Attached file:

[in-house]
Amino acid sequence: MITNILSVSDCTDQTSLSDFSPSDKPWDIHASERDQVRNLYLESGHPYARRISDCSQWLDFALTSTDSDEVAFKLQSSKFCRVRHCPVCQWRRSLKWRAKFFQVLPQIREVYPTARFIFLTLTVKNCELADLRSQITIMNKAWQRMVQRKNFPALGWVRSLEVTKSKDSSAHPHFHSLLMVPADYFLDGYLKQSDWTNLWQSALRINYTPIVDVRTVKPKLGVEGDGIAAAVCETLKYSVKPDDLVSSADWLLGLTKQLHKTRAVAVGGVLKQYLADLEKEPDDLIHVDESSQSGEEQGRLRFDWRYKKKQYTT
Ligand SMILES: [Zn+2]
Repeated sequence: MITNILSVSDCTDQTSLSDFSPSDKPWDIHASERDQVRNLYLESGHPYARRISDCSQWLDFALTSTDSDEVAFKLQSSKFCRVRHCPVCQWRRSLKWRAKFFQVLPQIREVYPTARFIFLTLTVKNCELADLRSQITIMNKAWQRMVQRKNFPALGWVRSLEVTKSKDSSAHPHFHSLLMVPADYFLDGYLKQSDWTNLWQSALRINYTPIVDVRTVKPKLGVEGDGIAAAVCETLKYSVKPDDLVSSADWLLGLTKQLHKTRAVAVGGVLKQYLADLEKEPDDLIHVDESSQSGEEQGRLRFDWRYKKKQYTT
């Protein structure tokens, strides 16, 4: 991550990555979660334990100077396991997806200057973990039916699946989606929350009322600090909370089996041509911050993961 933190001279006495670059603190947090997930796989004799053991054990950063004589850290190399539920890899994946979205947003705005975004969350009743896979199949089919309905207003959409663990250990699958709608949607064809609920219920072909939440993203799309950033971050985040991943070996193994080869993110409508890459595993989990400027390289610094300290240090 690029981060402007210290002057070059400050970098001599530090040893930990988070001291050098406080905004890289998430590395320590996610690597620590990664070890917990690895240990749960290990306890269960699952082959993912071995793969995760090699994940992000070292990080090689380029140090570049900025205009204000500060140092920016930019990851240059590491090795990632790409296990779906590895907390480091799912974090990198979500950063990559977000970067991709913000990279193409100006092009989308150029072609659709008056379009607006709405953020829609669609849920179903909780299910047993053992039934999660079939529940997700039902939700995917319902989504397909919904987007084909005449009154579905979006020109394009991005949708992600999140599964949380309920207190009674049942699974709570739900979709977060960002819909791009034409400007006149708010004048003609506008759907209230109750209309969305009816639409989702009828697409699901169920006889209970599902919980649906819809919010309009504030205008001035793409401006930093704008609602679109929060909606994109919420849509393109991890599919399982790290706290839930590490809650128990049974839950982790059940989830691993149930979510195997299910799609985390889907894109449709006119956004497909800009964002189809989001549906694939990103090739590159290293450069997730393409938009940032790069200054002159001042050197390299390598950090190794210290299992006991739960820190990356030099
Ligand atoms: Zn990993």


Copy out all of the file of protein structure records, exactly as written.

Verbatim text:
[in-house]
Amino acid sequence: MITNILSVSDCTDQTSLSDFSPSDKPWDIHASERDQVRNLYLESGHPYARRISDCSQWLDFALTSTDSDEVAFKLQSSKFCRVRHCPVCQWRRSLKWRAKFFQVLPQIREVYPTARFIFLTLTVKNCELADLRSQITIMNKAWQRMVQRKNFPALGWVRSLEVTKSKDSSAHPHFHSLLMVPADYFLDGYLKQSDWTNLWQSALRINYTPIVDVRTVKPKLGVEGDGIAAAVCETLKYSVKPDDLVSSADWLLGLTKQLHKTRAVAVGGVLKQYLADLEKEPDDLIHVDESSQSGEEQGRLRFDWRYKKKQYTT
Ligand SMILES: [Zn+2]
Repeated sequence: MITNILSVSDCTDQTSLSDFSPSDKPWDIHASERDQVRNLYLESGHPYARRISDCSQWLDFALTSTDSDEVAFKLQSSKFCRVRHCPVCQWRRSLKWRAKFFQVLPQIREVYPTARFIFLTLTVKNCELADLRSQITIMNKAWQRMVQRKNFPALGWVRSLEVTKSKDSSAHPHFHSLLMVPADYFLDGYLKQSDWTNLWQSALRINYTPIVDVRTVKPKLGVEGDGIAAAVCETLKYSVKPDDLVSSADWLLGLTKQLHKTRAVAVGGVLKQYLADLEKEPDDLIHVDESSQSGEEQGRLRFDWRYKKKQYTT
């Protein structure tokens, strides 16, 4: 991550990555979660334990100077396991997806200057973990039916699946989606929350009322600090909370089996041509911050993961 933190001279006495670059603190947090997930796989004799053991054990950063004589850290190399539920890899994946979205947003705005975004969350009743896979199949089919309905207003959409663990250990699958709608949607064809609920219920072909939440993203799309950033971050985040991943070996193994080869993110409508890459595993989990400027390289610094300290240090 690029981060402007210290002057070059400050970098001599530090040893930990988070001291050098406080905004890289998430590395320590996610690597620590990664070890917990690895240990749960290990306890269960699952082959993912071995793969995760090699994940992000070292990080090689380029140090570049900025205009204000500060140092920016930019990851240059590491090795990632790409296990779906590895907390480091799912974090990198979500950063990559977000970067991709913000990279193409100006092009989308150029072609659709008056379009607006709405953020829609669609849920179903909780299910047993053992039934999660079939529940997700039902939700995917319902989504397909919904987007084909005449009154579905979006020109394009991005949708992600999140599964949380309920207190009674049942699974709570739900979709977060960002819909791009034409400007006149708010004048003609506008759907209230109750209309969305009816639409989702009828697409699901169920006889209970599902919980649906819809919010309009504030205008001035793409401006930093704008609602679109929060909606994109919420849509393109991890599919399982790290706290839930590490809650128990049974839950982790059940989830691993149930979510195997299910799609985390889907894109449709006119956004497909800009964002189809989001549906694939990103090739590159290293450069997730393409938009940032790069200054002159001042050197390299390598950090190794210290299992006991739960820190990356030099
Ligand atoms: Zn990993």